Contemporary period

In the 1960s Israel confiscated a large percentage of land from Majd al-Krum to form the city of Karmiel. The town was made a local council in 1964.[20] In the center of Majd al-Krum, there is an ancient well, a spring, a Roman-era tomb and ruins dating to the Crusader period.[21] In 1966, efforts on a master plan began and were completed in 1978. However, the master plan was not approved by the authorities and while the population grew from 4,000 to 6,700 between 1966 and 1990, no new land was allocated to Majd al-Krum to cope with population growth.[22]

In 1977, large anti-government demonstrations were held in Majd al-Krum and nearby villages to protest the demolition of a house in Majd al-Krum built near the road between Safed and Acre. One person was killed and several others injured as police attempted to disperse protesters. The incident prompted mayor Muhammad Manna to leave the Labor Party and join the Hadash party. Manna was subsequently reelected in 1986.[23] Tawfiq Ziad, a member of the Knesset, declared as long as there are stones in the Galilee, we shall use them to stone those who try to destroy our homes."[24] The protest and the response of the state led to more assertive opposition by Israel's Arab community toward state policies.[23]

In 2003 Majd al-Krum along with the nearby local councils of Deir al-Asad and Bi'ina merged to form the city of Shaghur.[20] During the 2006 Lebanon War, over 40 Katyusha rockets landed in the vicinity of Shaghur, with the nearby city of Karmiel being the apparent target. Two men from Majd al-Krum, Baha' Karim and Muhammad Subhi Mana', were killed when a rocket struck near them.[25] Shaghur was later dissolved in 2009.[3]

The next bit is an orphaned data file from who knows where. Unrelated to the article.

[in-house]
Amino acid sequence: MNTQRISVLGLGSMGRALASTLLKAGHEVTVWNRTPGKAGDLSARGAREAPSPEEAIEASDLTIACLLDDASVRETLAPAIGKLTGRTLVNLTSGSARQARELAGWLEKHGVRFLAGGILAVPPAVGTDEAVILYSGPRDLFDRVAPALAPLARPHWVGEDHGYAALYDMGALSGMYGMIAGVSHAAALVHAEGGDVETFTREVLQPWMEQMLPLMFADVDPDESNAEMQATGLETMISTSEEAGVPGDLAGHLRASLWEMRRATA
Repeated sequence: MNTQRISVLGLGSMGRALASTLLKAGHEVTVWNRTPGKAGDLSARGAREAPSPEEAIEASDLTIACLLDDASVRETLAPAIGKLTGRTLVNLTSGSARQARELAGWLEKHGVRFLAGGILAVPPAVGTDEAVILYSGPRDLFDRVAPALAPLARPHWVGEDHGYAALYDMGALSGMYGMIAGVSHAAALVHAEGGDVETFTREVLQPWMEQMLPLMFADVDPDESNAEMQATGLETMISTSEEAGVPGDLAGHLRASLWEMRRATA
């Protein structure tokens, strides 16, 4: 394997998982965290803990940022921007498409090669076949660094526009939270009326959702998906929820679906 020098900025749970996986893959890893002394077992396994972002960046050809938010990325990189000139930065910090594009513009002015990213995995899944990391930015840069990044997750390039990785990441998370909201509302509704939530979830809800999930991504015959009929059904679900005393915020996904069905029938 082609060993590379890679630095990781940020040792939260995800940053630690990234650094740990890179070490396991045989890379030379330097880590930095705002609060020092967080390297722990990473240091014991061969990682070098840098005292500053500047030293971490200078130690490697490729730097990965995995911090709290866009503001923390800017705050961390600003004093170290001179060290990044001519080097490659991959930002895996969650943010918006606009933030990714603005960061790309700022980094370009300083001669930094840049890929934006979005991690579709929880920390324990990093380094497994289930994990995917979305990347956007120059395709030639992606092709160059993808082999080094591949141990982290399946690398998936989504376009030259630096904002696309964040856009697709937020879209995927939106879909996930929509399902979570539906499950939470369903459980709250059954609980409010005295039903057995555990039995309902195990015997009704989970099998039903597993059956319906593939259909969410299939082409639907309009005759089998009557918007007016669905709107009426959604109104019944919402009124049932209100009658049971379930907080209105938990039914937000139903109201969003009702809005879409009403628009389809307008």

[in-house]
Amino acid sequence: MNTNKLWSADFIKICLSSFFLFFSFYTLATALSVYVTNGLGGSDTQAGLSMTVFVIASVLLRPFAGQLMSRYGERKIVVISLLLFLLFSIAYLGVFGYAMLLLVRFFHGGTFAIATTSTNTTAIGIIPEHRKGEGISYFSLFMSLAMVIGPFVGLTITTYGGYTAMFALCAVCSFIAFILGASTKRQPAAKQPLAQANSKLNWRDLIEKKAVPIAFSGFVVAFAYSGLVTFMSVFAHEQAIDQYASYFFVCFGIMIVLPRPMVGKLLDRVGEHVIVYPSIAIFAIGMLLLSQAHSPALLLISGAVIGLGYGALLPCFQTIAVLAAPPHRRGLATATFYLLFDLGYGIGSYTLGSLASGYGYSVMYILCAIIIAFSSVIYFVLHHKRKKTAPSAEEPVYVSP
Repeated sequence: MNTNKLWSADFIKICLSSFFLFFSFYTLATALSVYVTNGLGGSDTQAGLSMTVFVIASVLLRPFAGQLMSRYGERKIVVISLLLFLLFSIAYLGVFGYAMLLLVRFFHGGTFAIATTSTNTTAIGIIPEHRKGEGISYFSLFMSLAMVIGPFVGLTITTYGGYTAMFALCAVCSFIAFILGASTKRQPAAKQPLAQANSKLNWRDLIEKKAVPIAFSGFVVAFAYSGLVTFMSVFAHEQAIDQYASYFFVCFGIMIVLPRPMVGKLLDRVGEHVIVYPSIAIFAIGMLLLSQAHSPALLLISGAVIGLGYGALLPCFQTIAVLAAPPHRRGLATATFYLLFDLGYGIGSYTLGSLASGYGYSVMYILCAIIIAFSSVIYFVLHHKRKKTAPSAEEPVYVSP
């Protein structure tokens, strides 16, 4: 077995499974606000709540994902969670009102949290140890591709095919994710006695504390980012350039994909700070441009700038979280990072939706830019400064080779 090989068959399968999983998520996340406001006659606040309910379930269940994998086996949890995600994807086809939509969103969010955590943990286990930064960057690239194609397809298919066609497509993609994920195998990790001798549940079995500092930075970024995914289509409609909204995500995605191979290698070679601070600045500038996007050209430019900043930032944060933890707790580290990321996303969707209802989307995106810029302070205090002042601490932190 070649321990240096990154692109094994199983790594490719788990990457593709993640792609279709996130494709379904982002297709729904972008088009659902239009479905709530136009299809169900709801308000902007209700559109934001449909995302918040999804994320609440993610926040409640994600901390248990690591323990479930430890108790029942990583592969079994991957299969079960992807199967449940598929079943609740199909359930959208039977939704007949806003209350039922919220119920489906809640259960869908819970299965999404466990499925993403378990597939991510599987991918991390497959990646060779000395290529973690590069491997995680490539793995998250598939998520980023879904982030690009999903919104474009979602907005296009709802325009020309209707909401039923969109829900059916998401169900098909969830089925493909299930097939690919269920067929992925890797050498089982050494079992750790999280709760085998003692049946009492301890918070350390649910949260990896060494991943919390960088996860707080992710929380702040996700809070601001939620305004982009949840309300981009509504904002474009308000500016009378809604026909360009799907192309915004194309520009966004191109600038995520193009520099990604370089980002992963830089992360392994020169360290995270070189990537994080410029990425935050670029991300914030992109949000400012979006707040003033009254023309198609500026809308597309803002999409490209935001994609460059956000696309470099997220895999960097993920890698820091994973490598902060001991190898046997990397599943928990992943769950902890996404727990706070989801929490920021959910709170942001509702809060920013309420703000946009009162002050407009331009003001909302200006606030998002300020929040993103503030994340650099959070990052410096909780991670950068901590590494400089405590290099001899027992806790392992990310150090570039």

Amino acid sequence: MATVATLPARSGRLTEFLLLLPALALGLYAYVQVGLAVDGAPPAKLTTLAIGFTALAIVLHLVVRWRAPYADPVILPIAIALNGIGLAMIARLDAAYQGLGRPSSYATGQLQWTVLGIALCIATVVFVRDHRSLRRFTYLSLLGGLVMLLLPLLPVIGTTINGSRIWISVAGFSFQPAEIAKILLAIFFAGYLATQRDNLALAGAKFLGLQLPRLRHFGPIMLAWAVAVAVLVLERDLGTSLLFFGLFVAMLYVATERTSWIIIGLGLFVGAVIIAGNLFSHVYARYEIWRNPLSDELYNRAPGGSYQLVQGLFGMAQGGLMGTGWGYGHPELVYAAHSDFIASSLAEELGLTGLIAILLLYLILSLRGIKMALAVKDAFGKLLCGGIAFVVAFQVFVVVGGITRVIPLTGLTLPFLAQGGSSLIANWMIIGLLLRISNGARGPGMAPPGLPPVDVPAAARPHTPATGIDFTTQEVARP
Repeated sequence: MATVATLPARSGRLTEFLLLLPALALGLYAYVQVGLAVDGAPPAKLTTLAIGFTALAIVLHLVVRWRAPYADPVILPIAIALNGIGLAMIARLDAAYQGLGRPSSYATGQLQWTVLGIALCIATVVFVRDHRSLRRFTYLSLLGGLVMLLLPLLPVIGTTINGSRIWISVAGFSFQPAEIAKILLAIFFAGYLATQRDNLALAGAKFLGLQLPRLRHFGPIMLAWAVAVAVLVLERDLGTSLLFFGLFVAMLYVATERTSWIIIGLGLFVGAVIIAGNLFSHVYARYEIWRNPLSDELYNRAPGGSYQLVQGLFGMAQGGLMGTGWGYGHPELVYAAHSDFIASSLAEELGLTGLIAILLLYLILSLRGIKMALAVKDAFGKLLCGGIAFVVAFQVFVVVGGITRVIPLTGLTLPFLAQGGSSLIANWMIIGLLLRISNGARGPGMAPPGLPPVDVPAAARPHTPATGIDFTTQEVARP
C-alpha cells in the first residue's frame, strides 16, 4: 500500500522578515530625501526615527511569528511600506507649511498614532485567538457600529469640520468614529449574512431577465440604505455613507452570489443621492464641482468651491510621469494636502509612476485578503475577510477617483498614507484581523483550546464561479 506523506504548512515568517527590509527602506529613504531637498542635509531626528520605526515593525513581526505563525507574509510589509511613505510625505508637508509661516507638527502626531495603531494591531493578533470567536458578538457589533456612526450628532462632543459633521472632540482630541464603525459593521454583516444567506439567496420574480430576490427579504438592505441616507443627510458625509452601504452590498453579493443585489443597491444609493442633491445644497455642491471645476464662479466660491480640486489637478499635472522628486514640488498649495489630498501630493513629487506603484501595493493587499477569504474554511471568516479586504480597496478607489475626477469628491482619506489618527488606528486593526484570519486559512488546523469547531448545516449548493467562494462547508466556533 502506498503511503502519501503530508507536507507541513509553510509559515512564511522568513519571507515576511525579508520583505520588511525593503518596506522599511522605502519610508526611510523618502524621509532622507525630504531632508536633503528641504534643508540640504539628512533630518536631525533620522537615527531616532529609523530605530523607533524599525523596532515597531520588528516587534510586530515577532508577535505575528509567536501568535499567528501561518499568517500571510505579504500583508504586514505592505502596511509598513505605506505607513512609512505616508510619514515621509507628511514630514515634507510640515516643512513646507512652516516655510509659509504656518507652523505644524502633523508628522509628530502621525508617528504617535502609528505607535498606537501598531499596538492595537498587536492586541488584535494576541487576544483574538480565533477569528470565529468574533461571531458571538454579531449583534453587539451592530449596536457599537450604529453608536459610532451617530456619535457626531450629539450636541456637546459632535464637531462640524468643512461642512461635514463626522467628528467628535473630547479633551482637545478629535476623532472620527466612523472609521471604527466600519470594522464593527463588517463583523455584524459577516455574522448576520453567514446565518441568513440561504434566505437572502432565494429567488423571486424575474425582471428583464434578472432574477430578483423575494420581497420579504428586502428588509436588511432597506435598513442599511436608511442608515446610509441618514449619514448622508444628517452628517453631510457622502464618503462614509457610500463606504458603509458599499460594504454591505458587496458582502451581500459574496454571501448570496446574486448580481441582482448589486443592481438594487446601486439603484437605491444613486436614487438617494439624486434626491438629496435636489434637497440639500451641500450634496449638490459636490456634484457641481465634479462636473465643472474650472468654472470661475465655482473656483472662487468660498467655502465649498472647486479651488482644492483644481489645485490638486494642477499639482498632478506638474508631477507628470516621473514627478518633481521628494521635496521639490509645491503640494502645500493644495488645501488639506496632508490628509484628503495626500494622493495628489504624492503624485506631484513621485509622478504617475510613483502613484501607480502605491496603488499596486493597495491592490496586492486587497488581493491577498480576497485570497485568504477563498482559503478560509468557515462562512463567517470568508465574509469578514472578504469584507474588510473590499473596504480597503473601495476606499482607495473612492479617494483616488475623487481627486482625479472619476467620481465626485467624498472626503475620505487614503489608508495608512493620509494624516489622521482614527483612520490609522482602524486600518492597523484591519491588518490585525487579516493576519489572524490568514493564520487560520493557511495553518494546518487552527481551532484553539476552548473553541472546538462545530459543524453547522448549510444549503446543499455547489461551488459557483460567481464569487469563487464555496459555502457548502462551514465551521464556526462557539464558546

Notable residents

References

  1. ^ a b c Palmer, 1881, p. 52
  2. ^ Asser, Martin. Inside a Palestinian refugee camp. BBC News. 2008-05-17.
  3. ^ a b Table 1 - Population of Localities Numbering Above 2,500 Residents. Israel Central Bureau of Statistics (ICBS). 2009.
  4. ^ Dauphin, 1998, p. 662
  5. ^ "Beit-Kerem Valley" in "'Da'at', the Jewish Encyclopedia" site (Hebrew)
  6. ^ RHC Lois II, 1843, p. 454; cited in Frankel, 1988, p. 253
  7. ^ Strehlke, 1869, pp. 78-79, No. 100; cited in Röhricht, 1893, RHH, p. 308, No. 1175; cited in Frankel, 1988, p. 254
  8. ^ Hütteroth and Abdulfattah, 1977, p. 191
  9. ^ Karmon, 1960, p. 166.
  10. ^ Guérin, 1880, pp. 437-438, 444
  11. ^ Conder and Kitchener, 1881, SWP I, p. 150.
  12. ^ Barron, 1923, Table XI, Sub-district of Acre, p. 36
  13. ^ Mills, 1932, p. 101
  14. ^ Government of Palestine, Department of Statistics. Village Statistics, April, 1945. Quoted in Hadawi, 1970, p. 40
  15. ^ Swedenburg, 2003, pp. 164-165.
  16. ^ a b Cohen, 2010, pp. 105-106.
  17. ^ Cohen, 2010, p. 100.
  18. ^ Peteet, 2011, pp. 113-114.
  19. ^ Peteet, 2011, p. 114
  20. ^ a b Gutterman, Dov. Local Council of Majd el-Kurum (Israel). Flags of the World.
  21. ^ Jacobs, p. 240.
  22. ^ McDowall, p. 138.
  23. ^ a b Reiter, p. 79.
  24. ^ Reiter, p. 82.
  25. ^ Civilians under assault, Case Studies: Karmiel, Majd al-Kurum and Deir al-Assad Human Rights Watch. August 2007.

Bibliography

  •  
  • Barron, J. B., ed. (1923). Palestine: Report and General Abstracts of the Census of 1922 (PDF). Government of Palestine.